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Wednesday, April 27, 2011

Millesgården in Lidingö, Sweden

Today we got to go for a real treat.  We visited the home of Swedens's most famous sculptor, Carl Milles.  His mother died while giving birth to him in 1875 and Carl ended up having two siblings and three half-siblings after the father re-married.  Two of his siblings were artists as well, his older sister Ruth Milles was a talented illustrator and sculptor and his half-brother Evert Milles was an architect.

Carl Milles was born in close vicinity to the Swedish university city of Uppsala.  He studied at the Tekniska Skolan in Stockholm where he won a stipend to travel and he ended up studying art in Paris 1897, quite by chance.  Here, he was greatly influenced by the French sculptor Auguste Rodin.  In Paris he also met his future wife, the Austrian Olga Grannar, also a very skilled artist.  They met in 1999 and married in 1905.  The couple had no children.

Carl Milles big breakthrough came in 1902 after he won a competition to create a monument in Uppsala.
Carl Milles does also have a strong connection to the US (here are a few examples of sculptures in other parts of the world than Sweden).  From 1931 to 1945 Carl Milles was professor of sculpture at the Cranbrook Academy at Bloomfield Hills, Michigan.  His work in the USA includes fountains in Chicago, Kansas City, New York, and St Louis.  Carl Milles became an American citizen in 1945 but returned to Sweden in 1951 and died at Lidingö, where his and Olga's home, Millesgården (The Garden of Milles) is located.  Millesgården was donated to the Swedish people by the Milles' and is now an open-air museum of his work, known as Millesgården.

Here are a few examples of his fantastic work.  I feel that Carl Milles was definitely ahead of his time and many of these sculptures are still unique ideas today.  Photos are clickable and well worth a closer look....

 Littlest Sister and The Ice Skater

 DH and a Boar

 Me and a Genius

DH, Littlest Sister, Dad and Mom admiring the 
view from the lower terrace of Millesgården.

 We did actually go to Millesgården to see a temporary Beatrix Potter exhibition.  It was fun to see a large collection of her drawings and paintings (copies only, Britain does not lend her work to anyone).  Who does not love her children's books?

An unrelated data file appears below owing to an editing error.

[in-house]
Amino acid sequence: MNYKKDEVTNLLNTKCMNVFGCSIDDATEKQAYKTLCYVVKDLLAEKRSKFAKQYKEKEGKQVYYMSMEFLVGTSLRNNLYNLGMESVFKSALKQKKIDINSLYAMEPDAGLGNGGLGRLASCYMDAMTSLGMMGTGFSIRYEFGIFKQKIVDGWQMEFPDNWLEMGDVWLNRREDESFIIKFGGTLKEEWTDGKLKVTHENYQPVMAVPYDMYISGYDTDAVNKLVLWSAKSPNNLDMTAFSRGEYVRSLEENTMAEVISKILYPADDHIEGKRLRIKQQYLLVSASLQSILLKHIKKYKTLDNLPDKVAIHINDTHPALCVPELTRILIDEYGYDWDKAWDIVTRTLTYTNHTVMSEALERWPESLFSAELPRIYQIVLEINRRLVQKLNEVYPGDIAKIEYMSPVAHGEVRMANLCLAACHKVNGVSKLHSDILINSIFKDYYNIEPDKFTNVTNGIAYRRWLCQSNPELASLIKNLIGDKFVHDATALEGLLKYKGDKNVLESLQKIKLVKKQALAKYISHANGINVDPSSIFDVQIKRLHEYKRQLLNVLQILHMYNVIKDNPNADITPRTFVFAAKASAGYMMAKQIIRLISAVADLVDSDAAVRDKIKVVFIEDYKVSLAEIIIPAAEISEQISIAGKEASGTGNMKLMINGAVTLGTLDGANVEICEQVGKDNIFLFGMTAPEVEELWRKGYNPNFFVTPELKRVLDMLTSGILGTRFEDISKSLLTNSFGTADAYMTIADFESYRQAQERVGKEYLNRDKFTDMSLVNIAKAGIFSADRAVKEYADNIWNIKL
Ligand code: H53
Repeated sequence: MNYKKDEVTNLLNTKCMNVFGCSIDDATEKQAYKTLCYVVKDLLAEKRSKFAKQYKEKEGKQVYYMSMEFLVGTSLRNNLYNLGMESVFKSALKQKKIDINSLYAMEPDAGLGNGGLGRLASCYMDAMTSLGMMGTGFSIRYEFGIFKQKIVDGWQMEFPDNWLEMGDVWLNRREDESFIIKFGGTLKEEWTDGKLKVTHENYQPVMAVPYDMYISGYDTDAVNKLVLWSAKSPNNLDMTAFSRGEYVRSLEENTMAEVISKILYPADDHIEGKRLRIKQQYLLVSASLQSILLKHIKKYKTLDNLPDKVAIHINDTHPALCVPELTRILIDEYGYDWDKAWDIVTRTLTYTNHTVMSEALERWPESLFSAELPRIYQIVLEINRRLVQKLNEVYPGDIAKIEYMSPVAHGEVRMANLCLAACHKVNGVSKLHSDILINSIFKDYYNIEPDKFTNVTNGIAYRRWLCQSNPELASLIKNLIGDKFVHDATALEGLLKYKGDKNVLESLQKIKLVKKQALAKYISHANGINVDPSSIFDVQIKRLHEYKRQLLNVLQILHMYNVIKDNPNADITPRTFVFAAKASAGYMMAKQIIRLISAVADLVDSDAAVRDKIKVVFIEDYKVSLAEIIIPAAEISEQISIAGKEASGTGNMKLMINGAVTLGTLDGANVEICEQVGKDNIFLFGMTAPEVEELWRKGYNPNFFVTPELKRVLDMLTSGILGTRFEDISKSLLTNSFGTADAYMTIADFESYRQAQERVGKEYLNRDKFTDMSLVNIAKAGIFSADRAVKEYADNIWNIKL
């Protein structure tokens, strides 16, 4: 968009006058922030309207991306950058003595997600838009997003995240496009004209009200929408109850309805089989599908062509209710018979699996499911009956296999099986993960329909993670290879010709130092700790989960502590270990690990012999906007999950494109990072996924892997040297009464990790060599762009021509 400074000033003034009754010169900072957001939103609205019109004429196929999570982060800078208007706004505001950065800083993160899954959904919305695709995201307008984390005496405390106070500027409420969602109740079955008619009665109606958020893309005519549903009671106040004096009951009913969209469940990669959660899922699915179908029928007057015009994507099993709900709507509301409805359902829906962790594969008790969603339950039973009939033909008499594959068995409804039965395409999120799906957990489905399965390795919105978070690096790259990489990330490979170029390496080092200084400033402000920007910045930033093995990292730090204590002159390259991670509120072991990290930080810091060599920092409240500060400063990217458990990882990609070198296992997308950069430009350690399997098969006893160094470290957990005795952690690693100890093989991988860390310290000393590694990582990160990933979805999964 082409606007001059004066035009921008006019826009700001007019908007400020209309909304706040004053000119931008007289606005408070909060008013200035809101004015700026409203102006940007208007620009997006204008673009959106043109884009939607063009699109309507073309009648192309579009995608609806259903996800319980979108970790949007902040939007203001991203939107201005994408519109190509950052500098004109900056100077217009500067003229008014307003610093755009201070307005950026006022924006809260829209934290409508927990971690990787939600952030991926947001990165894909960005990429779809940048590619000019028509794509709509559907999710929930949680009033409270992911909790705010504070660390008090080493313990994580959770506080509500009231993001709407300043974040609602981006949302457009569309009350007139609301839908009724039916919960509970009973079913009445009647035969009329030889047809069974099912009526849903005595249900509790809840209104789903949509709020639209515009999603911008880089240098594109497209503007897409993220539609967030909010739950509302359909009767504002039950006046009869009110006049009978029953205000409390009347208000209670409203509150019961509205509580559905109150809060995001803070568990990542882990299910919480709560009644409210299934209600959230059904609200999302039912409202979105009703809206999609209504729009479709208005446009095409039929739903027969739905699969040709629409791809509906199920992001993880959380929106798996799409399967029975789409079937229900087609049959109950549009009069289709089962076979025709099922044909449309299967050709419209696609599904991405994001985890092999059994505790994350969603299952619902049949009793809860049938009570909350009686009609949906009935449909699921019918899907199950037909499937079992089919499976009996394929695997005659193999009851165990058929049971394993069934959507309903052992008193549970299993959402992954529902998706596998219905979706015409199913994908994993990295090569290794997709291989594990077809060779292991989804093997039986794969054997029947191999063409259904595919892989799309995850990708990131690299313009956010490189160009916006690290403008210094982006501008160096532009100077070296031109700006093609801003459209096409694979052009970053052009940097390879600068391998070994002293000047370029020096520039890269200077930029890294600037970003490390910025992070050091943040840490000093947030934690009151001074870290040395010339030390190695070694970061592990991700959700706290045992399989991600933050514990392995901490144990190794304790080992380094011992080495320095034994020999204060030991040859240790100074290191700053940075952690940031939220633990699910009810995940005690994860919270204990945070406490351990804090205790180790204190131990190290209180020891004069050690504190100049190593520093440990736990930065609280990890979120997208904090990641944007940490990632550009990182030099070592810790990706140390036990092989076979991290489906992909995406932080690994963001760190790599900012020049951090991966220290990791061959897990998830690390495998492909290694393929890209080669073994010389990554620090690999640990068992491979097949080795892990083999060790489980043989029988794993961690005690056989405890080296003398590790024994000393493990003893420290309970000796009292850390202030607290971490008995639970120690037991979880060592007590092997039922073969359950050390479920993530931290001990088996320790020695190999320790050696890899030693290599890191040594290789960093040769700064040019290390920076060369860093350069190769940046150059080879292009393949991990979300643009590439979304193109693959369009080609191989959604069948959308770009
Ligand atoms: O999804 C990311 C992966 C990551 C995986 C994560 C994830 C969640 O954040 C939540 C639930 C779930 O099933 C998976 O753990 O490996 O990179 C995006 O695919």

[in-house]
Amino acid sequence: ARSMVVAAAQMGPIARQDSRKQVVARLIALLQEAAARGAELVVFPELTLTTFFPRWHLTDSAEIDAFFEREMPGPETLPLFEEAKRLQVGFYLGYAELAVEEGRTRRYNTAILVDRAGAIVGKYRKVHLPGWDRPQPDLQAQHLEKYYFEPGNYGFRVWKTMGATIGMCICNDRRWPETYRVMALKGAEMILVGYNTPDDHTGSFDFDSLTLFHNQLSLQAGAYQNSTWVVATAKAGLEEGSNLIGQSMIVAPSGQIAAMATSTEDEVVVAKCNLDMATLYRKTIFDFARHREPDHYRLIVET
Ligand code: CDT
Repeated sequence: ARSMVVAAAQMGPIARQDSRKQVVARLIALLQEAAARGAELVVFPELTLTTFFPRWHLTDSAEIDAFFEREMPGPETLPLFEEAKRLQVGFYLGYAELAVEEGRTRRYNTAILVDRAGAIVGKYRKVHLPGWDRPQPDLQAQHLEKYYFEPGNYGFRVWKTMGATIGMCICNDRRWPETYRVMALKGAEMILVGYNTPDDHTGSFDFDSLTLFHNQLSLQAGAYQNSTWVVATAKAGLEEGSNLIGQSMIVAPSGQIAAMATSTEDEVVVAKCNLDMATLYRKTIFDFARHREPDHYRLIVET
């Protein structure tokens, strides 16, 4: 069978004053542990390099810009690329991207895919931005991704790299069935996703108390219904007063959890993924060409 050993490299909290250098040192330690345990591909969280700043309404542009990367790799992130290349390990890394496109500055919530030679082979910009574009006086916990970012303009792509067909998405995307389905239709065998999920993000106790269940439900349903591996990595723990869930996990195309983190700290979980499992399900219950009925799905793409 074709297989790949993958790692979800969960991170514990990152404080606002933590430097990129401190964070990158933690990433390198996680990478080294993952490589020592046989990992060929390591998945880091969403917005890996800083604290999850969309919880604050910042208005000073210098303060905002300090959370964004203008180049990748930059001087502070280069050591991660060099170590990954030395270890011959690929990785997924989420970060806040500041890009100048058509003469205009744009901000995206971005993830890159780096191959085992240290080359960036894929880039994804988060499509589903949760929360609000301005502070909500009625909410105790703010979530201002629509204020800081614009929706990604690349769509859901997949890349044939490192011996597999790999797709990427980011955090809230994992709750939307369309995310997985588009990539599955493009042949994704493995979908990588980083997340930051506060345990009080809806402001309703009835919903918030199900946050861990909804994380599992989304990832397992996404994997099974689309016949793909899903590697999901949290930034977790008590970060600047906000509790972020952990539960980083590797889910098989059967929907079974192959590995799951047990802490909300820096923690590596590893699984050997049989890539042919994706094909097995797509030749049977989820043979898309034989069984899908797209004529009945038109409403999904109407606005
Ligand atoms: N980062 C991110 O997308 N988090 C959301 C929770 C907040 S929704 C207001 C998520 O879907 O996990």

Beatrix Potter was economically independent thanks to her books, which in turn made an independent life-style possible, even though her upper class parents did not approve many of her choices, which were quite unusual during the strict Victorian era.  We learned that Beatrix Potter was very engaged in keeping Britain's farm lands and meadows untouched and helped save a lot of land from industrialization together with the organization National Trust.  When she died in 1943, Beatrix Potter left 4000 acres of land to the National Trust, including 14 farms, cottages and many local areas of beauty. Beatrix was interested in farming and did even win prizes for her pigs and her sheep.  Who knew?

Finally before bed, I have to give you a quick stitch update!  The Homespun Elegance ornament got finished up on the plane over to Sweden.  The Prairie Moon fob was stitched up in an evening here after I had tea dyed some of mom's white scrap linen.  I just started on the "A Schoolroom Primer" kit from Milady's Needle the other morning, when I woke up from jet-lag issues at 4.30 AM, Swedish time...  As you can see, the actual horn-book broke on the way over to Sweden, but I do believe that I'll be able to glue it back together again.  Or maybe I can contact Milady's Needle and ask if I can buy a replacement.  What do you think?

Good Night from Sweden, Take Care and Happy Stitching,


  1. What a nice day you guys had. The sculptures are amazing. The stitching looks great too!

  2. What a great sculpture trail, so many photo opportunities.

    Whenever we go out and about we keep an eye open for bears, then hubby has to have his photo taken in front of it! This is the large boy's idea, he says Daddy is a bear, I'm a cat and he's the kitten (small boy is sometimes a kitten too, sometimes a bearcub!)

  3. Oh to be a mouse in your pocket! It looks like you had a great day and nice weather. Thanks for sharing all these wonderful pictures.


  4. Awesome pics, Jenny. Hubby would go wild there. :D Such beauty.... it must be hard for you to come back every time.

    Awwwwww..... Peter Rabbit!!!! Love him... and her of course. :D

  5. Good to know you are having fun. FYI we are staying in Lex. We stitched twice this week, you would be so proud!